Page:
lemon verbena buttermilk ice cream

lemon verbena buttermilk ice cream // brooklyn supperEven though it’s likely to survive, this dented tin cup is one of the things I would grab in a fire. It belonged to my mom when she was a girl, and that, coupled with it’s supreme utility, makes it one of my favorite household objects. Whenever I use it, I like to think of all the hands and mouths in my family that have used it too. The cool gray patina, the dinged up bottom, and its one cup capacity, all make it special. An unlikely heirloom, but treasured nonetheless.
lemon verbena buttermilk ice cream // brooklyn supperLike the cup, this ice cream feels like a bridge to the past with an old-fashioned ingredient like buttermilk and a straight-from-the-garden flavor like lemon verbena. Those two tangy tastes might seem like a little much when combined, but for me, there’s really no such thing as “too tangy.” Besides, this flavor profile was based closely on this buttermilk bay ice cream, and since that was one of my favorite flavors ever, I knew I was on to something.

This particular batch was made to accompany my birthday peach pie and was part of our backyard dinner party, along with this peach shrub, this lowcountry crab boil, and the pièce de résistance, this peach slab pie. Lemon verbena brought just the right sweet tang to the buttermilk, and gave it a nice buttery hue. The ice cream was creamy and bright, but understated. My six year old daughter was not a fan, though the toddler liked it just fine, thankyouverymuch. If you need a quietly special, not-too-sweet ice cream, particularly one for a supporting dessert role, this is it.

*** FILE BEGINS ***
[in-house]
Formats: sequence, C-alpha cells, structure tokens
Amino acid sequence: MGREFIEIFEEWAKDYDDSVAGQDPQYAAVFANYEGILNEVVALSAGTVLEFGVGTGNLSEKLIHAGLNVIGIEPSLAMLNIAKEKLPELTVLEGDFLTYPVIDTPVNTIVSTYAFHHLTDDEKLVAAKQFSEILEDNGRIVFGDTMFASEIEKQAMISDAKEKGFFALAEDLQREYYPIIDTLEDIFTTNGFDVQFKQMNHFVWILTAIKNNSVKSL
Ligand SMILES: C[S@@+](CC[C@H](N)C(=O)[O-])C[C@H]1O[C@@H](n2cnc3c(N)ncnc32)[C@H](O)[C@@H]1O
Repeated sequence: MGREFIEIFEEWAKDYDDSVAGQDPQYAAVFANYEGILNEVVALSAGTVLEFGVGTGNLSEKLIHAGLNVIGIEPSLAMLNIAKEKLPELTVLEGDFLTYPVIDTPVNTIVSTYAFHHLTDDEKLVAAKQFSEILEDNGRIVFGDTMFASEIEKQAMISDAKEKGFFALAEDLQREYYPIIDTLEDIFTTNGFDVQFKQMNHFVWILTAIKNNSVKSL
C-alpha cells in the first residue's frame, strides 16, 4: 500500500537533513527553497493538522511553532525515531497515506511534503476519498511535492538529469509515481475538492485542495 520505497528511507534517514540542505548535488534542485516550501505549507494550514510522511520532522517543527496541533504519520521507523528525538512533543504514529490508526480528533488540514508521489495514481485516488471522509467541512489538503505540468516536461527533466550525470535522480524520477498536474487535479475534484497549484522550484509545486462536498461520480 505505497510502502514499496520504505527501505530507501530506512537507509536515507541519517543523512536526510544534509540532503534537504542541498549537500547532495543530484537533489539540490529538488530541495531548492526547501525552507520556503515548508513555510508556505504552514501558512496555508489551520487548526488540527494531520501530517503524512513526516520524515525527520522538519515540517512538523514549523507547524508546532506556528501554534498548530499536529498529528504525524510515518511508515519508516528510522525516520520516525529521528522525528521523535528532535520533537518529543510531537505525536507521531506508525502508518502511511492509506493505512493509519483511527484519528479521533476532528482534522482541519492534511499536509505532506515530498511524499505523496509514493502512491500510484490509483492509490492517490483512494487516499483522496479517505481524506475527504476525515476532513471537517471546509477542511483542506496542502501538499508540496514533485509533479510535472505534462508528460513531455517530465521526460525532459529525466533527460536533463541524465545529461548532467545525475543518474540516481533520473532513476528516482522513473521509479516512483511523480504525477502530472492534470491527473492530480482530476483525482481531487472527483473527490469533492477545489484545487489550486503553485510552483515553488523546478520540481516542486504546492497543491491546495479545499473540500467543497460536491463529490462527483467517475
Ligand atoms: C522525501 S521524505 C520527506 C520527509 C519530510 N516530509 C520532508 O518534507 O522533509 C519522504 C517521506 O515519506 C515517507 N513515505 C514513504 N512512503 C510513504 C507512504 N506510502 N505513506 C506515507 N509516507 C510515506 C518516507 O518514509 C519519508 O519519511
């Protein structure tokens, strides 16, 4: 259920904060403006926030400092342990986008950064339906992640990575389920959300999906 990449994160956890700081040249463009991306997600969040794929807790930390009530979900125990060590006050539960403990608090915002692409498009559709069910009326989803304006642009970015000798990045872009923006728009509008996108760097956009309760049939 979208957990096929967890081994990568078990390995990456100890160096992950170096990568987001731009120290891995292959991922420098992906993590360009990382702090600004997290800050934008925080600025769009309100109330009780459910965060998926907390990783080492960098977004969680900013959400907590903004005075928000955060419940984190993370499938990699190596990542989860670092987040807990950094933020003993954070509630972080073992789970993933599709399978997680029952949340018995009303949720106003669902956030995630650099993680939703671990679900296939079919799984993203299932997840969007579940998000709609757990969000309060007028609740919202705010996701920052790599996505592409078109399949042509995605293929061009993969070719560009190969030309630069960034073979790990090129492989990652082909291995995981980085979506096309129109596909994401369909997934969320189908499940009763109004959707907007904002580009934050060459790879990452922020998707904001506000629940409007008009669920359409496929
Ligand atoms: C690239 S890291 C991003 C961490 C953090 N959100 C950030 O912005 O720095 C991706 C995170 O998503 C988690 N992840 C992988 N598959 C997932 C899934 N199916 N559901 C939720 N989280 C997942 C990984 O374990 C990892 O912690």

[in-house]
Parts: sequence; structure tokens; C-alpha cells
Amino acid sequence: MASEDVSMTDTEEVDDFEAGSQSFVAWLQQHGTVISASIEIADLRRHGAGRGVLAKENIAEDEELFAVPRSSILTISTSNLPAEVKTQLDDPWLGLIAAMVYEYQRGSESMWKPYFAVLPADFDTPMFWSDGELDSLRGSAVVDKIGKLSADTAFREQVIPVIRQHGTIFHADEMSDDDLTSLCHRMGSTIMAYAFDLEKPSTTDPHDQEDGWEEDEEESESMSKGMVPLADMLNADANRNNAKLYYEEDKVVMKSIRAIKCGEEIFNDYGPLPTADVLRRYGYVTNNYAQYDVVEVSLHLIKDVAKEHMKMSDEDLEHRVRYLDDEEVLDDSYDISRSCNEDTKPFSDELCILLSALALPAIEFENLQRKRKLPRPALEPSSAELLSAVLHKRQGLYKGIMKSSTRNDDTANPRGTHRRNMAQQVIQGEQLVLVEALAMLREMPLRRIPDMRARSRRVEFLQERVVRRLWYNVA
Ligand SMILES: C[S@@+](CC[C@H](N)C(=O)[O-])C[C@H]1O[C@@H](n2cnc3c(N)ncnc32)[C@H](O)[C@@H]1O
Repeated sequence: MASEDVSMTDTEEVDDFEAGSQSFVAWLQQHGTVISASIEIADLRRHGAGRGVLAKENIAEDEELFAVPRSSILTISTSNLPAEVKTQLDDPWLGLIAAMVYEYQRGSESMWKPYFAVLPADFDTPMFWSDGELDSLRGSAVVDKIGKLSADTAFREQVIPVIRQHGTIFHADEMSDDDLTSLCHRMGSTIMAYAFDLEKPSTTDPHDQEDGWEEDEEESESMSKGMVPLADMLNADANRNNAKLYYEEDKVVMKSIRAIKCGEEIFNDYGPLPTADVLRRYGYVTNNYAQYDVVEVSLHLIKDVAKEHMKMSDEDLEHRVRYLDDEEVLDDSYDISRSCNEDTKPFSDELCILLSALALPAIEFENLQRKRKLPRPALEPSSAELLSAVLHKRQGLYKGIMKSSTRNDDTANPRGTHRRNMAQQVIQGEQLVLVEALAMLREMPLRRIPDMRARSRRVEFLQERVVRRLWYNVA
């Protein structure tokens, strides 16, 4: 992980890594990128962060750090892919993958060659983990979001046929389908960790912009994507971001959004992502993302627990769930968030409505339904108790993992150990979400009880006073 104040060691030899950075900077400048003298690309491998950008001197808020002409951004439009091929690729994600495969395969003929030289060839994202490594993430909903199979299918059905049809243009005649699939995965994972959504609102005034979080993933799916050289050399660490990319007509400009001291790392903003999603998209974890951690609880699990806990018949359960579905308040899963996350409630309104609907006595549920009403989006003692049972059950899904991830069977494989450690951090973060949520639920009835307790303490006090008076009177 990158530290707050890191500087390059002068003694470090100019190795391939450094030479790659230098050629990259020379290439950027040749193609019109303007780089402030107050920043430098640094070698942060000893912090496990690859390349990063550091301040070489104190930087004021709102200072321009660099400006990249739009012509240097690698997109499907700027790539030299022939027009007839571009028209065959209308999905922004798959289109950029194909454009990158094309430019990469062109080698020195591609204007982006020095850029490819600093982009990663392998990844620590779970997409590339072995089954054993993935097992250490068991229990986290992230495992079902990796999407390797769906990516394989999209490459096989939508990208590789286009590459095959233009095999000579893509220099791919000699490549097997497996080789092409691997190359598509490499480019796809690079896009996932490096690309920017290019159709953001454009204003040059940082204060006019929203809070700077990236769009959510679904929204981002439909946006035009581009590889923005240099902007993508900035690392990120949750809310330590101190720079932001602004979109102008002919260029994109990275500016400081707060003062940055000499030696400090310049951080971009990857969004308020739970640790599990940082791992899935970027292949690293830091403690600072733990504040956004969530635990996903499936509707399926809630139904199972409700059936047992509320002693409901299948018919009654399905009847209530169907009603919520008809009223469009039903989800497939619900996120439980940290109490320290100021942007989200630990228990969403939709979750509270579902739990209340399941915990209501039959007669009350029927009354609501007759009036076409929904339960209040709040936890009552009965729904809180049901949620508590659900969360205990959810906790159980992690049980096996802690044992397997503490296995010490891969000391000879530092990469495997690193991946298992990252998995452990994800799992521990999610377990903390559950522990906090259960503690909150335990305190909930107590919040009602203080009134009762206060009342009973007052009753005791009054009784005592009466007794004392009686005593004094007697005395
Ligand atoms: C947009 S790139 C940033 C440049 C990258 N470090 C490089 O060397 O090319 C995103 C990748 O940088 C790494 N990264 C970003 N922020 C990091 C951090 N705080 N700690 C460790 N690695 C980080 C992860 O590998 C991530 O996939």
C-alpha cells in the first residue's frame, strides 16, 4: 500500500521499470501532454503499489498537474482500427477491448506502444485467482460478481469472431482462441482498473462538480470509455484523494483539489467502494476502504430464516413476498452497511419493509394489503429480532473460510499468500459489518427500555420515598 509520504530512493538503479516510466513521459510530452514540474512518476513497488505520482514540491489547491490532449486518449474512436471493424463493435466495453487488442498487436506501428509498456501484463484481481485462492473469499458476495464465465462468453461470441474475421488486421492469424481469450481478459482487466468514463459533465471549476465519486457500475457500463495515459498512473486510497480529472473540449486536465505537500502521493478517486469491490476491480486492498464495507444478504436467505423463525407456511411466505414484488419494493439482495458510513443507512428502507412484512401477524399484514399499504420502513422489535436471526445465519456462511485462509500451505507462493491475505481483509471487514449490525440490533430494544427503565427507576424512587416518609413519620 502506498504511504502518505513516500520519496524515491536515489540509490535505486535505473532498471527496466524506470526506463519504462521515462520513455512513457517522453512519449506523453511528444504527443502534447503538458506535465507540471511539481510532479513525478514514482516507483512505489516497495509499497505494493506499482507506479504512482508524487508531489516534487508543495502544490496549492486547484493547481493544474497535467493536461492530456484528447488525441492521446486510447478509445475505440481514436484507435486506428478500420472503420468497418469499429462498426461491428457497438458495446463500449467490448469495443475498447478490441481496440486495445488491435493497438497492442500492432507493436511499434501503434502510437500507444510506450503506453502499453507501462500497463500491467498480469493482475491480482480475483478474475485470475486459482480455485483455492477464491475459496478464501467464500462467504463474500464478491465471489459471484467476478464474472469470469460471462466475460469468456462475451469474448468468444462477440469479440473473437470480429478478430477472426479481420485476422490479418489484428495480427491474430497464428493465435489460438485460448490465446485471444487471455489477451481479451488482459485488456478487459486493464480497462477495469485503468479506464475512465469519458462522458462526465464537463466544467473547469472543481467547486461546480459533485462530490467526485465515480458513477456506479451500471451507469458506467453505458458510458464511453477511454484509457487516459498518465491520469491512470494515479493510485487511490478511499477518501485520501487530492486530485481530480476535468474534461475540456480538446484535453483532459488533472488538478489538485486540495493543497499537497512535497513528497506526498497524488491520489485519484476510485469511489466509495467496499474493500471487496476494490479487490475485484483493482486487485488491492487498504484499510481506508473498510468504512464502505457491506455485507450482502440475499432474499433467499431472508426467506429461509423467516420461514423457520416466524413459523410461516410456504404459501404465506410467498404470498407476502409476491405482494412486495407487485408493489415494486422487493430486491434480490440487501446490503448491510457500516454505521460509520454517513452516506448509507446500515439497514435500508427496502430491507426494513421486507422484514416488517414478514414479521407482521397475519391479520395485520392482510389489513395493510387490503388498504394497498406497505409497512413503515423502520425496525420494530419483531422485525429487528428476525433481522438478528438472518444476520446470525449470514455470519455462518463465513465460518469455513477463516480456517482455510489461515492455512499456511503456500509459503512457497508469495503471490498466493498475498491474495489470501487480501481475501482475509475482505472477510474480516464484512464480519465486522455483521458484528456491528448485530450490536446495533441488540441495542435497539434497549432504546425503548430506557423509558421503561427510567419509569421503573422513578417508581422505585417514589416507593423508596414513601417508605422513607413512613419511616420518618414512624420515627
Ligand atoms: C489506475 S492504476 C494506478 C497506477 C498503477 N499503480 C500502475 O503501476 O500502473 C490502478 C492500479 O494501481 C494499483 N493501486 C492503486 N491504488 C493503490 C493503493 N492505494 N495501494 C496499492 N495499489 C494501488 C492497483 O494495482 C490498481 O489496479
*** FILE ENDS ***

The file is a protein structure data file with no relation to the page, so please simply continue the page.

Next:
lemon verbena buttermilk ice cream // brooklyn supper

Lemon Verbena Buttermilk Ice Cream
makes one and a half quarts

2 cups heavy cream
3/4 cup turbinado sugar
6 egg yolks
1/4 teaspoon sea salt
8 sprigs fresh lemon verbena
2 cups fresh buttermilk

In a large saucepan, combine the cream, salt, and a 1/2 cup of the sugar. Cook over medium-low heat, stirring gently, until the cream just starts to steam. Off the heat, stir in the lemon verbena sprigs, and steep for 10 or more minutes.

In the meantime, separate out your egg yolks (reserve the whites for omelets or meringue) and, in a medium-sized bowl, whisk with the remaining 1/4 cup of sugar. Set aside.

Remove the lemon verbena sprigs from the cream mixture, and reheat over medium-low heat until everything is starting to steam and small bubbles form along the edge. Whisk a quarter cup of cream into the yolks, and then add several more scoops of warm cream to temper the yolks before you add then to the cream. When the yolks are warm, slowly whisk them into the hot cream mixture. Continue cooking the cream mixture over low heat for five minutes, or until it thickens enough to coat the back of a wooden spoon. If your egg tempering resulted in any chunks, or if you’re an ice cream purist, you can strain the mixture through a mesh sieve. (I am a lazy sort, and wouldn’t think of dirtying my strainer unless I absolutely had to.)

Remove from heat, stir in the buttermilk, and chill in the fridge for three hours. If you’re in a hurry, set the bowl of custard over an ice bath and it will chill in an hour.

Process ice cream according to your ice cream maker’s instructions, spoon into storage containers (I use covered glass loaf dishes) and then cure in the back of the freezer for at least three hours. Serve with an herb garnish, or maybe a slice of fruit pie.

Comments

  1. says

    What a beautiful object and how lovely to have something that links you so closely with the past. The ice cream sounds wonderful too – I love the flavour of lemon verbena.

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